One of the last pieces of manifest destiny’s collapse was the economic fracturing of the regions of the United States. The national economic market steadily weakened as a unifying entity after 1857 when the South finally received some tangible demonstration of the superiority of their economic project. They emerged from the Panic of 1857 with the sense that the North needed Southern commerce more than the South needed Northern industry. The South embraced this evidence and the resultant increase in its confidence as they suffered under the presumption that Northern dominance might never relent. The confidence gained through lucrative business relations with world markets, the diversification of the Southern manufacturing base, the relatively light toll taken by the Panic of 1857, the possibility of Cuban annexation, the dominance of presidential elections in the 1850s, and the political capitulation of Northern interests in the tariff debate of 1858 all led the South toward a belief in the political possibility of secession and the likelihood of success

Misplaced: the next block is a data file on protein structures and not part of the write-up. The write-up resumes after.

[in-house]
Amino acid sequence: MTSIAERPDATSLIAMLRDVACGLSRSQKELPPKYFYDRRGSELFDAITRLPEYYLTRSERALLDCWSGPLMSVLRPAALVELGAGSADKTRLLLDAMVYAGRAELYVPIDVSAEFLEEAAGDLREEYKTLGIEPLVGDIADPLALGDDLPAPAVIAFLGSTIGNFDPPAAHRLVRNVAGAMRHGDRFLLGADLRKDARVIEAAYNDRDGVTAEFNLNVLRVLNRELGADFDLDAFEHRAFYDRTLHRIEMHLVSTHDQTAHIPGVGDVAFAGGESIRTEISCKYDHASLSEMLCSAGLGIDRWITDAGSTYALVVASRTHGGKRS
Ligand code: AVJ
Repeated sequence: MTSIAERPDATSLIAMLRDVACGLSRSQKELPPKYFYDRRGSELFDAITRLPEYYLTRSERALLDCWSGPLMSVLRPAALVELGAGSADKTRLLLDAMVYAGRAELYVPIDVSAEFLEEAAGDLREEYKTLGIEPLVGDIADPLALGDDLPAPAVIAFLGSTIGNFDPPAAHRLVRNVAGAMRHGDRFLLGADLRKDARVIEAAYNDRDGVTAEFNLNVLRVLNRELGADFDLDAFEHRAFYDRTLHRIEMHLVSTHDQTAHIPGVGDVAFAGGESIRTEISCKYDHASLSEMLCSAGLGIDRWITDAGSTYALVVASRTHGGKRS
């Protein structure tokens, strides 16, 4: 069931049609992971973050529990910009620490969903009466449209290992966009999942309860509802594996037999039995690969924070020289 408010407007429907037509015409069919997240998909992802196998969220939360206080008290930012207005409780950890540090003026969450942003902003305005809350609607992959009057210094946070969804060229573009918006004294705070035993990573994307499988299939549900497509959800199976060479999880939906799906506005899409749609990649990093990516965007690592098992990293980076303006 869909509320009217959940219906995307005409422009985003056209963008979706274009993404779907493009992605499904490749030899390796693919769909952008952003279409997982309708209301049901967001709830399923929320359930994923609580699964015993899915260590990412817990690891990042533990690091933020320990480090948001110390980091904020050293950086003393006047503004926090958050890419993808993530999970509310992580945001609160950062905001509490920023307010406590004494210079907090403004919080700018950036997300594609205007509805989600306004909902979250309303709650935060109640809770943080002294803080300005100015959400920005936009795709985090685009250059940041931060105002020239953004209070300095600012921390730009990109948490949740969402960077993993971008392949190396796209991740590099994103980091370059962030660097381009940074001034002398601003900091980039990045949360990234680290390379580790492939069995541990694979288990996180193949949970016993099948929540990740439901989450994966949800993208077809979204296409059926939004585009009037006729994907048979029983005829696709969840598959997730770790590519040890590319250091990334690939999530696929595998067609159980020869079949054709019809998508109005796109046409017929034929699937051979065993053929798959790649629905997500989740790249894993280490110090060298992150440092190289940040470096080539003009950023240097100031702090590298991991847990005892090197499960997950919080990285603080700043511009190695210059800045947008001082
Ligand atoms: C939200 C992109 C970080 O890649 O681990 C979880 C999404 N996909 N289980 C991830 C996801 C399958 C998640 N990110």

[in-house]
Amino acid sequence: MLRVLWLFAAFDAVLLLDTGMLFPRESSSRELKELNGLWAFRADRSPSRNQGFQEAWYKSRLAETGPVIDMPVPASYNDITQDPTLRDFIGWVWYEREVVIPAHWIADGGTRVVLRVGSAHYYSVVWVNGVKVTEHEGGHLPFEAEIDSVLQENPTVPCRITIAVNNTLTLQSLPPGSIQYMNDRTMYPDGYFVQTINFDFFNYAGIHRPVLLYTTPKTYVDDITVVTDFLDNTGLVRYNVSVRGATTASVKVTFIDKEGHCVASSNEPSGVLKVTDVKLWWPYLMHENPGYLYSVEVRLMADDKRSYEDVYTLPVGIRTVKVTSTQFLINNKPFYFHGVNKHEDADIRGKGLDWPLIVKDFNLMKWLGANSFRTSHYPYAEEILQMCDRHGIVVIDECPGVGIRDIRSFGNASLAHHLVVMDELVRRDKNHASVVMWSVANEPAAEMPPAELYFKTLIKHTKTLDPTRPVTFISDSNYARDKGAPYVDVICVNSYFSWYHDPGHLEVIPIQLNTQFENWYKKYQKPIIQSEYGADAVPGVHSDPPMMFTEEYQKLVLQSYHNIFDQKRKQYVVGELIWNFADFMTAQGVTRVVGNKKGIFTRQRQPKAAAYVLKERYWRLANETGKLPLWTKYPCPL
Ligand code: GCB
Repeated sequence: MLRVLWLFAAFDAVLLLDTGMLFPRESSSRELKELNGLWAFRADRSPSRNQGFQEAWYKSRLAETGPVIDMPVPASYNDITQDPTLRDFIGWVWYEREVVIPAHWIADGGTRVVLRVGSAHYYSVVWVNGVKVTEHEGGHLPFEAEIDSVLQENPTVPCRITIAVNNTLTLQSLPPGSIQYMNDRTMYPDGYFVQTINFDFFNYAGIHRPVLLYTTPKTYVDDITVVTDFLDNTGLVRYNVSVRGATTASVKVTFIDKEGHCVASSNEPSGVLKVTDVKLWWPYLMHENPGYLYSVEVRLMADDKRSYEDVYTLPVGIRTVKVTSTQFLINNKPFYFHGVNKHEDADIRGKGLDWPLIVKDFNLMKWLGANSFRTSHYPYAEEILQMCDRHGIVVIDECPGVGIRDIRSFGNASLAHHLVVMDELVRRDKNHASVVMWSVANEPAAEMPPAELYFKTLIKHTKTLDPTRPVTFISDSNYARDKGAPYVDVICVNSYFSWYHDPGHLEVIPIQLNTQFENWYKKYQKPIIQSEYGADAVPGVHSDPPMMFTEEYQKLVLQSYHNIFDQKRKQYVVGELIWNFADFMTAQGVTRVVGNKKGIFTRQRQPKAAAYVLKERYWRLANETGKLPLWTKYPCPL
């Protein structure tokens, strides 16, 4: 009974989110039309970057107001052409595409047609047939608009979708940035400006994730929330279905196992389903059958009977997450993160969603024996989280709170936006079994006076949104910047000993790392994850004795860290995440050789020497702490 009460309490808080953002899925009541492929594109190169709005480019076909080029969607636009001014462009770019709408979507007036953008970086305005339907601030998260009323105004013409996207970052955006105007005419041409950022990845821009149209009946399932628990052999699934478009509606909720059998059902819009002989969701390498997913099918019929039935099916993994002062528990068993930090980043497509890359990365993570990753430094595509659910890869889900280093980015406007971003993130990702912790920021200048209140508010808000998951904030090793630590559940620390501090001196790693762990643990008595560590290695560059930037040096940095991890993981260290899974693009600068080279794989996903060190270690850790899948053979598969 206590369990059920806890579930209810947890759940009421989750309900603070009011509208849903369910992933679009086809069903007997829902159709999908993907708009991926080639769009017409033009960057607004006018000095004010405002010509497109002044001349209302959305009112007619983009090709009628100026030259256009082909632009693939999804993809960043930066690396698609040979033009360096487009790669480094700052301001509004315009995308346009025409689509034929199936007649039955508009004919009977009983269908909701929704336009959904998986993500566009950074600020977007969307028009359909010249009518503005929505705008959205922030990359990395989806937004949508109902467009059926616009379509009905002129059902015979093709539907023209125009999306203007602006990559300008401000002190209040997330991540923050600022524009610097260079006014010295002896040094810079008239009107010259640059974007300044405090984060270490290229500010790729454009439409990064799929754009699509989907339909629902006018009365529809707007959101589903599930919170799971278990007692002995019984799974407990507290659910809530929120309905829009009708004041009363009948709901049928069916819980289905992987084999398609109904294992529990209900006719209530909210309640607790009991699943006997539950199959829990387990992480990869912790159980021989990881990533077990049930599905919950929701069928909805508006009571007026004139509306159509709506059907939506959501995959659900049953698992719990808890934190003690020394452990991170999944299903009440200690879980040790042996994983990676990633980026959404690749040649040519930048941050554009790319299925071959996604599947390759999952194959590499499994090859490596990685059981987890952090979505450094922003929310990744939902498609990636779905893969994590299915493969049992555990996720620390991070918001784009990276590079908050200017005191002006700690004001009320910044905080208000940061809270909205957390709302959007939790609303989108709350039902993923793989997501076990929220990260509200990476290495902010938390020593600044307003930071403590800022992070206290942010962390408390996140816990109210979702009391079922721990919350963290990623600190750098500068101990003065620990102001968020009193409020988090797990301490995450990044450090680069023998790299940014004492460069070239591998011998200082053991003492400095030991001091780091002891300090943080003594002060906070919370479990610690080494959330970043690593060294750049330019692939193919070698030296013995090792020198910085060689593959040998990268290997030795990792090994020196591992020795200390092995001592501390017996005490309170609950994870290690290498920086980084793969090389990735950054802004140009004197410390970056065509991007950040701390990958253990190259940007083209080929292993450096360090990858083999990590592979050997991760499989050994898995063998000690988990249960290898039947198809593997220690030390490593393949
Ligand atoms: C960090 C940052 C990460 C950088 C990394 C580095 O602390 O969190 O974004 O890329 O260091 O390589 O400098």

Throughout the antebellum period slavery continuously expanded onto new ground, embracing new crops, and new machinery. The planter class throughout the United States, the Caribbean, and South America exerted a political and economic dominance in rising world markets and their national political cultures that made the continued existence of slavery the foundation of their power. Yet, profits gained in the sugar, coffee, and cotton areas also depended on a complex economic and industrial partnership between non-slave owning business/production entities and slaveholding agriculturalists. The entire undertaking of the Atlantic economy fueled American growth and drove the confidence and economic funding required for the completion of manifest destiny’s expansion. Workers and financiers, slaves and settlers, planters and industrialists all produced, willingly or forced, the economic juggernaut that, while encouraging American expansion, also became a part of its undoing.